All countries collect total mortality data. Gaming the data is hard, because the total number of deaths cannot be hidden. Michel Coleman, a professor of epidemiology at LSHTM, who has analysed the data with colleagues Veronica Di Carlo,Melissa Matz and Claudia Allemani, said many of the extra deaths remained unaccounted for.

                                “Even if all the persons whose death certificate mentioned Covid-19 are counted, a quarter of the excess mortality in England and Wales is not explained,” said Coleman.

                                “This occurs because some deaths caused by coronavirus occur among people who were not tested. Other deaths occur among people with pre-existing cardiac or respiratory conditions that were made worse by coronavirus, and some deaths from unrelated conditions may occur because the health system was overwhelmed. All these deaths form part of the overall public health impact of the epidemic, but they will not be revealed by restricting reports to deaths among people who were tested for Covid-19.

                                “So, in a fast-moving pandemic, the cause of death on the death certificate is not a good way to assess the overall public health impact of the disease.”

                                The team’s data also shows how hard-hit certain areas and cities have been. The epidemic in Italy was disproportionately lethal in Lombardy in the north, where excess mortality hit 300% by 27 March, four times what would be expected. But this hides extremely high excess deaths in three cities: Bergamo (754%), Lodi (489%) and Brescia (344%). In Milan, it reached 143%.

                                Similarly in the US, the total excess mortality hides grim figures in some cities. On 11 April, total excess mortality for 15 states and New York City, where the data from the National Center for Health Statistics was at least 90% complete, was below 10% in the five weeks to 20 March, but it then rose rapidly to 60% in the three weeks to 11 April. The area includes 138 million people, representing 42% of the US population.

                                But excess mortality reached 68% by 11 April in Massachusetts and 209% in New Jersey, more than three times the expected number of deaths. In New York City alone, with 11.8 million people, excess mortality rose steeply to reach 580% by 11 April, almost seven times the expected mortality.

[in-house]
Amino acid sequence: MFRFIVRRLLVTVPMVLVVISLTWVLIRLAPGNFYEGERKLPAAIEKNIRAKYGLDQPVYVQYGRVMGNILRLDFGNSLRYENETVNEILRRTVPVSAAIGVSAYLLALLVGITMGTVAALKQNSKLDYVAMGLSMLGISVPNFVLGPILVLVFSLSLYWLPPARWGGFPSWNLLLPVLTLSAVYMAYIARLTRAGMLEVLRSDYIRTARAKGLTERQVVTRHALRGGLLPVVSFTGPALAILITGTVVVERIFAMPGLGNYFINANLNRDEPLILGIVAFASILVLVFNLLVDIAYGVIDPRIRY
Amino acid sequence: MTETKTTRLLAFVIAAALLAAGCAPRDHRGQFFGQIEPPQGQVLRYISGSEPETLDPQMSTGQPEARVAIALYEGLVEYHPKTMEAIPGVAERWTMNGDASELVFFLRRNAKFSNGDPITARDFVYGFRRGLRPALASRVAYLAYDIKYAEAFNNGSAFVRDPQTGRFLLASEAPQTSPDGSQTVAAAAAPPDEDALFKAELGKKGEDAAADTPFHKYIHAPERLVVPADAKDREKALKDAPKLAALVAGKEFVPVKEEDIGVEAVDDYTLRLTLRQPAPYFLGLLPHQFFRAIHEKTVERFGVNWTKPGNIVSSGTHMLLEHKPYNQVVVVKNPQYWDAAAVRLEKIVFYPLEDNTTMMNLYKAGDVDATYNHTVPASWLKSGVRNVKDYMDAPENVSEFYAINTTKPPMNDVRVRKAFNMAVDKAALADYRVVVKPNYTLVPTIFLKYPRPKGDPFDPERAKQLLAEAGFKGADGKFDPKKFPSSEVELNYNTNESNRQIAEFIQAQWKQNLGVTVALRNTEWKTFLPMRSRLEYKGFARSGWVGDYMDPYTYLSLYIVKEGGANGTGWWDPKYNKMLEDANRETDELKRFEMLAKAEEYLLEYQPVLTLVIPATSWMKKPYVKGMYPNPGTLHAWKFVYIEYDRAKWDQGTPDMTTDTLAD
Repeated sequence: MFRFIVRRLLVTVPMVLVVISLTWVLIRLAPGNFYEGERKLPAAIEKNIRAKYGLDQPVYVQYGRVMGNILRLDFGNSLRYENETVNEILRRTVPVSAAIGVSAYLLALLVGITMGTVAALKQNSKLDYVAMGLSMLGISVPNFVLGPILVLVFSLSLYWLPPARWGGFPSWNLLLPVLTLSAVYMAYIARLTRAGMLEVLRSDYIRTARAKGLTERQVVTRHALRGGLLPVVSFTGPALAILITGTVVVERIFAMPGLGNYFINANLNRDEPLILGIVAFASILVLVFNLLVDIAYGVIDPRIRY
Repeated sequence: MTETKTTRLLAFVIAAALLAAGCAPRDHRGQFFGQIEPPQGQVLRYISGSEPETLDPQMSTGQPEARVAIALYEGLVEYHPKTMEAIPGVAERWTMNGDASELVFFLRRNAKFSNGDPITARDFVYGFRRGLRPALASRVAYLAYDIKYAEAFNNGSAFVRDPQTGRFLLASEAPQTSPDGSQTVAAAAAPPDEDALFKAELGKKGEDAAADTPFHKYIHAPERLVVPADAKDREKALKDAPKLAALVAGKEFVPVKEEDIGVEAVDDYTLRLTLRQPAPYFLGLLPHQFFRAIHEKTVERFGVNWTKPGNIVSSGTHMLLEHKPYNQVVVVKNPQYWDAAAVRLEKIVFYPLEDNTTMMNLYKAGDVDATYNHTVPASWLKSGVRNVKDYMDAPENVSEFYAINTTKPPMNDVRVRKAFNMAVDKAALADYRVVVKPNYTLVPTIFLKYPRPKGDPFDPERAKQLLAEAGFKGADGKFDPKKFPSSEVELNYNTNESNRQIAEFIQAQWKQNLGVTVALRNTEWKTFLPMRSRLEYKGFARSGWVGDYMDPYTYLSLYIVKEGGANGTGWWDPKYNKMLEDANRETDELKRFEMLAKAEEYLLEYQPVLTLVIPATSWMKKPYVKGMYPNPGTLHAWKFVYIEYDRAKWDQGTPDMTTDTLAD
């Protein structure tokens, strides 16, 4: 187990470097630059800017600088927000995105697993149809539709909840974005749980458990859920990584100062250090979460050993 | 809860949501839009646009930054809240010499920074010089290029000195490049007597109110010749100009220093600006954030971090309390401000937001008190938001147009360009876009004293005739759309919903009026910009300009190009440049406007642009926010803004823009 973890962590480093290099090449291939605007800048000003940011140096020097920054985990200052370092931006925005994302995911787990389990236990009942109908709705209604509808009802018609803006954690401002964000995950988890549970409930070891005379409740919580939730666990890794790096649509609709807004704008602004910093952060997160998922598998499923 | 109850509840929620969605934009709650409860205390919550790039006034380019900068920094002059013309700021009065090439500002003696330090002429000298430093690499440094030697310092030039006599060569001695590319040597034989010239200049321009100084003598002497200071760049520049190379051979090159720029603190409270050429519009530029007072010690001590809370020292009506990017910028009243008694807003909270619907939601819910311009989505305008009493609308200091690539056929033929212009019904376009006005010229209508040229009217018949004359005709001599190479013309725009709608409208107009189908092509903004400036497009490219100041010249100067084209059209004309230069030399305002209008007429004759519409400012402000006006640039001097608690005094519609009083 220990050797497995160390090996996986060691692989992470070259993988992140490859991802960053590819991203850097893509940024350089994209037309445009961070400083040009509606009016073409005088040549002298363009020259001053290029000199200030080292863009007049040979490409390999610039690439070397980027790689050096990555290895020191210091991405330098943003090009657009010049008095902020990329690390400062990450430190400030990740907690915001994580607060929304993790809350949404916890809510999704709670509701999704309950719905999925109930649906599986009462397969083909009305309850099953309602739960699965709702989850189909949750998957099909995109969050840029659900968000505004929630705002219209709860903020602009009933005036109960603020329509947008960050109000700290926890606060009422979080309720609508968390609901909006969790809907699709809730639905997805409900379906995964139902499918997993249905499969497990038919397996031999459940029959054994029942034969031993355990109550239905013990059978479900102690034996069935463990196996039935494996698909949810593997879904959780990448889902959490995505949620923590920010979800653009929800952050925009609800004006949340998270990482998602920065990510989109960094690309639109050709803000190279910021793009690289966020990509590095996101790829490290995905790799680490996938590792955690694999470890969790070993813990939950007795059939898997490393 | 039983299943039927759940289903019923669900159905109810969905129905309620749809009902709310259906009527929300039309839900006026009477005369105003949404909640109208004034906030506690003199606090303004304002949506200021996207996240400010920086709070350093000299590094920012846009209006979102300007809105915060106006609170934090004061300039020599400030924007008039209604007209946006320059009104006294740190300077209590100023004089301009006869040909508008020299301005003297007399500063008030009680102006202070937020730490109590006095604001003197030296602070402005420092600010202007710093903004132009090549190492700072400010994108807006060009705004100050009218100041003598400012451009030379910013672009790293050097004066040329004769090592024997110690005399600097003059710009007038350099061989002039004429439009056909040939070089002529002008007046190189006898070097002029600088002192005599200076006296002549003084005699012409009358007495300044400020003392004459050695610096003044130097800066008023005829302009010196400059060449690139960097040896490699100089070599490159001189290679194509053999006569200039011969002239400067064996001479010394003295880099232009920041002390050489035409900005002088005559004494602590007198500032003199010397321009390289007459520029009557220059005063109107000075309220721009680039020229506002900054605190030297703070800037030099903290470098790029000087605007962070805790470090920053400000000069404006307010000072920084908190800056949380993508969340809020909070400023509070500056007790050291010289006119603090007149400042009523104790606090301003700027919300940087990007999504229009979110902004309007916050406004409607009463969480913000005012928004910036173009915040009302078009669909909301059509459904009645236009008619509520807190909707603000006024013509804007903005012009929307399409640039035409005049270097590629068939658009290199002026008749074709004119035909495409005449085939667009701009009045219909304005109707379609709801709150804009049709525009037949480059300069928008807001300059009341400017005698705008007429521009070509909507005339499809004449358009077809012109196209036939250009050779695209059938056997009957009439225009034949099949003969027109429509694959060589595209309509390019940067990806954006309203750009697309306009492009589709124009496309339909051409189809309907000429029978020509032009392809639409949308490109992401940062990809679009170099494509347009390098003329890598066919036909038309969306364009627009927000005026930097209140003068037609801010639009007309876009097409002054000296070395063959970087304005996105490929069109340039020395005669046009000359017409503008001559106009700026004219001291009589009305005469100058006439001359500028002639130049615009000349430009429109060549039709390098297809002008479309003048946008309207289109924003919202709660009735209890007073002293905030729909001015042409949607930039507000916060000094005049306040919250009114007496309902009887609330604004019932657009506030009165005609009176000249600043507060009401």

Coleman is well versed in international data comparisons. He and his team were responsible for the cancer survival statistics that tracked the UK lagging behind much of Europe and persuaded the government to invest in cancer strategies to improve the NHS’s performance.

                                The importance of excess mortality data rather than registered Covid-19 deaths has become increasingly recognised as the pandemic has unfolded. It was only when the figures for all deaths in care homes were released by the Office for National Statistics that the real impact in England and Wales was understood. But the excess death toll is more than hospitals and care home excess deaths combined, suggesting some people are dying at home who would in previous years have gone to hospital – and possibly recovered.

                                David Spiegelhalter, the Winton professor of the public understanding of risk at the University of Cambridge, told the independent organisation Full Fact that all-cause mortality was the best measure.

                                “I feel the only unbiased comparison you could make between different countries is by looking at all-cause mortality,” he said. “There are so many questions about the rise we have seen in deaths that have not got Covid on the death certificate, yet we feel are inevitably linked in some way to this epidemic. Those are the figures that I would prefer to look at.”

                                The deputy chief medical officer for England, Jenny Harries, has also suggested all-cause mortality would be “probably the most useful statistic” for comparisons between countries.
                                I don’t think anyone sensible is ruling out comparison with other countries based on all cause mortality- just comparisons based on different combinations of hospital / other location deaths (which is inconsistent even within countries). Once again however, simple counts won’t work, these will need to be corrected for population, density, demographics (age structure), as far as I know this level of data is not yet available for all cause mortality.

                                Comment